OPINION AND ORDER
NORAH McCANN KING, Magistrate Judge.
This matter is before the Court on Plaintiff Joe Hand Promotions, Inc.'s Motion to Strike Defendant's Affirmative Defenses, Doc. No. 11 (" Motion to Strike "). For the reasons that follow, the Motion to Strike is GRANTED in part and DENIED in part.
Plaintiff, a California corporation with its principal place of business in Pennsylvania, was granted, pursuant to a contract ("the contract"), exclusive nationwide television distribution rights to a mixed martial arts event ("the Program") to take place on February 26, 2011. Complaint, Doc. No. 1, ¶¶ 6, 9. Under the contract, plaintiff entered into subleasing agreements "with various commercial entities throughout North America, including entities within the State of Ohio, by which it granted these entities limited subleasing rights, specifically the rights to publicly exhibit the Program[.]" Id. at ¶ 10. Plaintiff, asserting claims under the Communications Act of 1934, 47 U.S.C. § 605 et seq., and the Cable & Television Consumer Protection and Competition Act of 1992, 47 U.S.C. § 553 et seq., alleges that defendant intercepted and published the Program without a license or authorization. Id. at ¶¶ 12-21. Plaintiff also asserts a supplemental state law claim of conversion. Id. at ¶¶ 22-25.
In responding to the Complaint, defendant raised three affirmative defenses. Answer Containing Affirmative Defenses, Doc. No. 7, ¶¶ 26-28 (" Answer "). Plaintiff has moved to strike the affirmative defenses as legally insufficient. Motion to Strike. Defendant opposes the Motion to Strike. Defendant Michael C. Havens' Memorandum in Opposition to Plaintiff Joe Hand Promotions, Inc.'s Motion to Strike Affirmative Defenses, Doc. No. 15 (" Memo. in Opp. "). Plaintiff has not filed a reply.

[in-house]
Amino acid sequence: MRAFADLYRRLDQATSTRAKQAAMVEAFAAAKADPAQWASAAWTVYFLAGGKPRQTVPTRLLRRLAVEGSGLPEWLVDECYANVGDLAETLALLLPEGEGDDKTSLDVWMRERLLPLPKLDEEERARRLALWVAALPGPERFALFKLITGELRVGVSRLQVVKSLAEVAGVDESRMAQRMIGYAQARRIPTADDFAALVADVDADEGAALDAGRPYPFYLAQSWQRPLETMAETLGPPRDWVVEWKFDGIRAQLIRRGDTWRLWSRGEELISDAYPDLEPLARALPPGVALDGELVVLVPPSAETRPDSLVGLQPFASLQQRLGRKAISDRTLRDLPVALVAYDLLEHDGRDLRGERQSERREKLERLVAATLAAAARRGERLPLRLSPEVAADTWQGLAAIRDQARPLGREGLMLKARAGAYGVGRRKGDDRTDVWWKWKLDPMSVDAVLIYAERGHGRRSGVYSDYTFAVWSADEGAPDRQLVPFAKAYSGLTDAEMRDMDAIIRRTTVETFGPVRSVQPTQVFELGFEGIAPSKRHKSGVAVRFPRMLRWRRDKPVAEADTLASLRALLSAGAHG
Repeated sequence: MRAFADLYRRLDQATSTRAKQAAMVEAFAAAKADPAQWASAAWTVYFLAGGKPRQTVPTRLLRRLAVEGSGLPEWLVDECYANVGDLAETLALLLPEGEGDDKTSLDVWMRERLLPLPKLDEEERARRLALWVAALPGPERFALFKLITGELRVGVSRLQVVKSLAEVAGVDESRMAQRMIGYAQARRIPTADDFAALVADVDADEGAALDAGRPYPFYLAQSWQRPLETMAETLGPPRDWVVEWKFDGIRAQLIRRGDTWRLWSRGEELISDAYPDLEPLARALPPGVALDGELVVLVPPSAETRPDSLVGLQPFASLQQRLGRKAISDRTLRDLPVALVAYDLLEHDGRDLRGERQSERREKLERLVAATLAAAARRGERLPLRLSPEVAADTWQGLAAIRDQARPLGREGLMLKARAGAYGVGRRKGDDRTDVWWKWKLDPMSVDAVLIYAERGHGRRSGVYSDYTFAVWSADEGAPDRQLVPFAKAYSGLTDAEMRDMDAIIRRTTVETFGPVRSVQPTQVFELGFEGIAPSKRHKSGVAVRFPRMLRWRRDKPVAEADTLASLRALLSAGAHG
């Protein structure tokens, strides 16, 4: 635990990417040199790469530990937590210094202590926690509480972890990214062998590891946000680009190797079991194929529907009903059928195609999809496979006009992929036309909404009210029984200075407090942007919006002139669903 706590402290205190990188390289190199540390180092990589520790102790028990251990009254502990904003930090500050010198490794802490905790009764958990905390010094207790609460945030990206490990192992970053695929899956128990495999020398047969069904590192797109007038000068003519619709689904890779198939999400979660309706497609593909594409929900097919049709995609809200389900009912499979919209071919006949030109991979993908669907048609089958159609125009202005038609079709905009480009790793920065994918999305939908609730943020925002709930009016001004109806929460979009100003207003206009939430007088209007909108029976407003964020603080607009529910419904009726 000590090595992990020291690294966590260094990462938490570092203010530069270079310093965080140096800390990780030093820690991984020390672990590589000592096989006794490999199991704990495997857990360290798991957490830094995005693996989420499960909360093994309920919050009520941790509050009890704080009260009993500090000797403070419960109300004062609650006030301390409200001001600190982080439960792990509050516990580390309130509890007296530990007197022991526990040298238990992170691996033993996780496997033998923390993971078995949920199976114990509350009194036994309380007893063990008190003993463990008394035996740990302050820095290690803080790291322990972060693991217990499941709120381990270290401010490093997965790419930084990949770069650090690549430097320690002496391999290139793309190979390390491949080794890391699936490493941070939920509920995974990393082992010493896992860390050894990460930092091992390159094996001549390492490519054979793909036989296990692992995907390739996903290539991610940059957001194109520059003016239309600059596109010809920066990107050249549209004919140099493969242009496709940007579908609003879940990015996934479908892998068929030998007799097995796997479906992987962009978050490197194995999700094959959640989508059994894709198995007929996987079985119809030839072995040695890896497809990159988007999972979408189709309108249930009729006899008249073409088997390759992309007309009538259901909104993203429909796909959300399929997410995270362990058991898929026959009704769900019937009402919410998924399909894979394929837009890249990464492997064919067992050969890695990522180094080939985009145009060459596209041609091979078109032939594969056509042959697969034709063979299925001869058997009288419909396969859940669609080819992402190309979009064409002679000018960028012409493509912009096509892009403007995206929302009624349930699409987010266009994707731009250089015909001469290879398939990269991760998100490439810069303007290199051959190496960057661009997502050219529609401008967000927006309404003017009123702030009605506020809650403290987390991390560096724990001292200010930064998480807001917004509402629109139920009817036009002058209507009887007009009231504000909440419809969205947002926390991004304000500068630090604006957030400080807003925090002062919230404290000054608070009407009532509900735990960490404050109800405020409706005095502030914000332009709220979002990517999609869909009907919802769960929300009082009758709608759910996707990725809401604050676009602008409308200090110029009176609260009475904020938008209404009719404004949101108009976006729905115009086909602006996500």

A court, on its own or upon motion, "may strike from a pleading an insufficient defense or any redundant, immaterial, impertinent, or scandalous matter." Fed.R.Civ.P. 12(f). According to the United States Court of Appeals for the Sixth Circuit, "the action of striking a pleading should be sparingly used by the courts" and should be "resorted to only when required for the purposes of justice" and when "the pleading to be stricken has no possible relation to the controversy." Brown & Williamson Tobacco Corp. v. United States, 201 F.2d 819, 822 (6th Cir. 1953). See also Morrow v. South, 540 F.Supp. 1104, 1111 (S.D. Ohio 1982) ("Motions under Rule 12(f) are not favored, and should not be granted unless it is apparent that the matter has no possible relation to the controversy.") (citing United States v. Firestone Tire & Rubber Co., 374 F.Supp. 431, 434 (N.D. Ohio 1974)).
In addition, "a motion to strike will not be granted if the insufficiency of the defense is not clearly apparent, or if it raises factual issues that should be determined on a hearing on the merits." United States v. Pretty Prod., Inc., 780 F.Supp. 1488, 1498 (S.D. Ohio 1999) (citing 5A C. Wright & A. Miller, Federal Practice and Procedure § 1380, at 672-78 (1990)). See also id. ("[T]his Court may only strike those defenses so legally insufficient that it is beyond cavil that defendants could not prevail on them.'" (quoting United States v. Kramer, 757 F.Supp. 397, 410 (D. N.J. 1991)). Nevertheless, motions to strike "serve a useful purpose by eliminating insufficient defenses and saving the time and expense which would otherwise be spent in litigating issues which would not affect the outcome of the case." Id. (quoting United States v. Marisol, Inc., 725 F.Supp. 833, 836 (M.D. Pa. 1989)).
Plaintiff seeks to strike defendant's three affirmative defenses, which the Court shall address in turn.
A. Statute of Limitations